Today’s production, albeit to a lesser extent (1). And if everyone wanted to meet their nutritional needs by plants only, arable land would need to be far more intensively farmed than is currently the case.

So, what is the solution for food production?

There is no doubt that we should all eat less meat, but giving it up entirely isn’t the solution either. We need a complete change in the way we farm and produce food.

We must recognise the importance of livestock and their role in the carbon cycle. Their manure and the way they graze can accelerate soil regeneration, which also promotes biodiversity – for example, by gradually removing plant material that allows smaller mobile species to move freely and preventing scrub encroachment. The crucial thing is to encourage organic and biodiverse systems, and to keep livestock in low numbers to prevent overgrazing (5). This guarantees that animals lead a happier and healthier life, which ultimately benefits us because their pasture-fed meat is more nourishing. It has been shown that pasture-fed meat is richer in omega-3s, beta-carotene, conjugated linoleic acid, and other nutrients that are important for our health, evidenced by a decrease in several inflammatory markers when compared to conventionally farmed meat (6).

We also need to ditch monocropping and promote both integrated and traditional rotational systems that work with nature. Methane emissions are lower in biodiverse pasture systems that include wild plants because of their fumaric acid content. This compound has been shown to reduce methane emissions in lambs by 70 per cent when added to their diet (7). Implementing crop rotation has resulted in lower greenhouse gas emissions, while having a positive effect on crop yields (8). And intercropping (defined as the growth of more than one crop species in a field) has impacted soil microbial functionalities, resulting in greater crop yields (9). In other words, we can still produce what we need (or more) by adopting an approach that cares for the environment and animal life.

How does this all translate onto an athlete’s plate?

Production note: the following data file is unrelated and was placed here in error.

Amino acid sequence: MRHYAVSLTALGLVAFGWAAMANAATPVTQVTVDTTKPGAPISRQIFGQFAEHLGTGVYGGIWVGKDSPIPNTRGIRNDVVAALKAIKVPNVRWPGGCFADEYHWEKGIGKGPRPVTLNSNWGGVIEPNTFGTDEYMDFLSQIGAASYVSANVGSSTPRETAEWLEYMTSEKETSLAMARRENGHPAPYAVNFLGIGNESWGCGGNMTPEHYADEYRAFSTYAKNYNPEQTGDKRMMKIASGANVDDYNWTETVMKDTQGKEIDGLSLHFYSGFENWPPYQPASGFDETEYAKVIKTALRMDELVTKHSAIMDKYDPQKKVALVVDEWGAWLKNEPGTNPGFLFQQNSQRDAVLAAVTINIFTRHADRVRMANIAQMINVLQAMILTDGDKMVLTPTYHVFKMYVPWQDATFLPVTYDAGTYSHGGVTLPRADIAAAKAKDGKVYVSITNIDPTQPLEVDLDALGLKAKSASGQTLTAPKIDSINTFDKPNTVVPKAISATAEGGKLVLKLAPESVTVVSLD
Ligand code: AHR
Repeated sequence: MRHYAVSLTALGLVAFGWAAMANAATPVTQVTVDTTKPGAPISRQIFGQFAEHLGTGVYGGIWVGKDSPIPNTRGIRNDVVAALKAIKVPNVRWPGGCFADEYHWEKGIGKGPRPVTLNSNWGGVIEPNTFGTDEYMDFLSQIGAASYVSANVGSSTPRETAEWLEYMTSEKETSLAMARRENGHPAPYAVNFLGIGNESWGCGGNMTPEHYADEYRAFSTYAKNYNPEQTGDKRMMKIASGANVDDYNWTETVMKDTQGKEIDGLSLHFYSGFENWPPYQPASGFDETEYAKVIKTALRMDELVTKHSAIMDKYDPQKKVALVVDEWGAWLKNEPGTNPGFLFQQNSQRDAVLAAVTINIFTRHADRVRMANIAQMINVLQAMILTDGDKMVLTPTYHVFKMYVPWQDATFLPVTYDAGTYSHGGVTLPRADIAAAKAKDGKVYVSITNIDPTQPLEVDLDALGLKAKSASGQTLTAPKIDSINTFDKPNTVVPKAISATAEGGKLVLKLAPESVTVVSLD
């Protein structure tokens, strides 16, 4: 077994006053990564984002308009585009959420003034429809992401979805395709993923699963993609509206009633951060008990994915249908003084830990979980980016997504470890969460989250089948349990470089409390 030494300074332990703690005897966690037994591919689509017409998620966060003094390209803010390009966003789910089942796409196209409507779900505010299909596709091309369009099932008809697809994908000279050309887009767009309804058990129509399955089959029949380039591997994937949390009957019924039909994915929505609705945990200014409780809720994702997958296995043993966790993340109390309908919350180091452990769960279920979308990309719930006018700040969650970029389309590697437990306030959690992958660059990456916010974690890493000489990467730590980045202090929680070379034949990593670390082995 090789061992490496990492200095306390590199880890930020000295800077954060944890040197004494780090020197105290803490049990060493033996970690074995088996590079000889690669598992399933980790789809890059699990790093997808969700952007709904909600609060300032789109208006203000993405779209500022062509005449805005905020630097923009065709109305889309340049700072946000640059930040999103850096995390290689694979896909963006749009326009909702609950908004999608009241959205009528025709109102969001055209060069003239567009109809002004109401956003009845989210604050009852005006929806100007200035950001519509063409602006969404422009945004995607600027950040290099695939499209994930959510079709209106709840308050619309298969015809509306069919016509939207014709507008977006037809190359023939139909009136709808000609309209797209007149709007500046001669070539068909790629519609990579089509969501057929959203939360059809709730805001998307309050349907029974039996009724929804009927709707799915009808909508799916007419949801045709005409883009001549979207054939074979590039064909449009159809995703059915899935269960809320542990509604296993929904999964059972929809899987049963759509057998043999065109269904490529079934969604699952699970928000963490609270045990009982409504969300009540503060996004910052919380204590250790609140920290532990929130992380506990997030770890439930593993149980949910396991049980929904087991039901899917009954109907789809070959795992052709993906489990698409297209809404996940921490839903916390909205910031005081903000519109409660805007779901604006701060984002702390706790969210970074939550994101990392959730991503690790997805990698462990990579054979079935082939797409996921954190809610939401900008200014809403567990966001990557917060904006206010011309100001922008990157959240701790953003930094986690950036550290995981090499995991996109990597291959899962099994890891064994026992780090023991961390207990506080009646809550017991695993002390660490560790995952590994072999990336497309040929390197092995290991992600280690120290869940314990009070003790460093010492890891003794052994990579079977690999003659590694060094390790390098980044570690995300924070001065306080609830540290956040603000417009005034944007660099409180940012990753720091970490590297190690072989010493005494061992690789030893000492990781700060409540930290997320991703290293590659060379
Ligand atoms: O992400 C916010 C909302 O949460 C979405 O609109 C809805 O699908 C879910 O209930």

First and foremost, we should encourage athletes to think about the sourcing of their food, be that meat or plants. Rather than just telling athletes to eat less meat and incorporate more plants, we should encourage them to actively choose foods that originate from sustainable farming practices, protect biodiversity, and have a lower environmental impact. I believe this will be a more successful approach, as they’ll feel invested in the process, and one that is healthier for them in the long run. As practitioners, we should inform athletes about their local farm or food market that engages in organic or other innovative agricultural practices to cultivate the connection between health and sustainability. Plus, by shopping locally, athletes would also support their community and reduce their transport footprint.

In this way, we can still support an athlete’s high protein demands by incorporating some good-quality, pasture-fed animal-based foods in their diets with a greater variety of plant-based protein sources (pulses, nuts, seeds and grains) to support their dietary needs and overall health. Exact amounts will differ between individuals (some people don’t digest plant-based protein sources very well), but a good rule of thumb is to cut one-third of their animal-based protein and replace it with plant-based protein to ensure a more balanced approach (1).

We can take this a step further and consider essential amino acids. Some argue that it is unnecessary to combine plant-based protein sources in a meal if essential amino acids are accumulated during the day (1). However, since they have higher nutrient demands than the average person, I think athletes would benefit from looking at each meal as an opportunity to maximise it nutritionally by consuming a combination of plant-based protein sources. Protein combining is particularly important if an athlete eats a plant-based meal with no animal protein. Plus, there is no harm, so why not?

Eating just fish for omega-3s also raises concerns about diminishing wild fish supplies and the rising need for aquacultures. Over 50 per cent of all fish consumed globally come from aquacultures, which generally release lower greenhouse gases than wild fisheries. Yet there are pressing concerns about the feed used in aquacultures. For example, vegetable oils used in salmon feed have been shown to increase the proportion of poor-quality omega-6s and decrease omega-3s – alarming for both fish and human health. Microalgae could be a more sustainable dietary solution for athletes because they would still benefit from eicosapentaenoic acid (EPA) and docosahexaenoic acid (DHA). Also, eating wild fish that are seasonally available, rather than choosing only fish they want to eat, is a more sustainable alternative (1).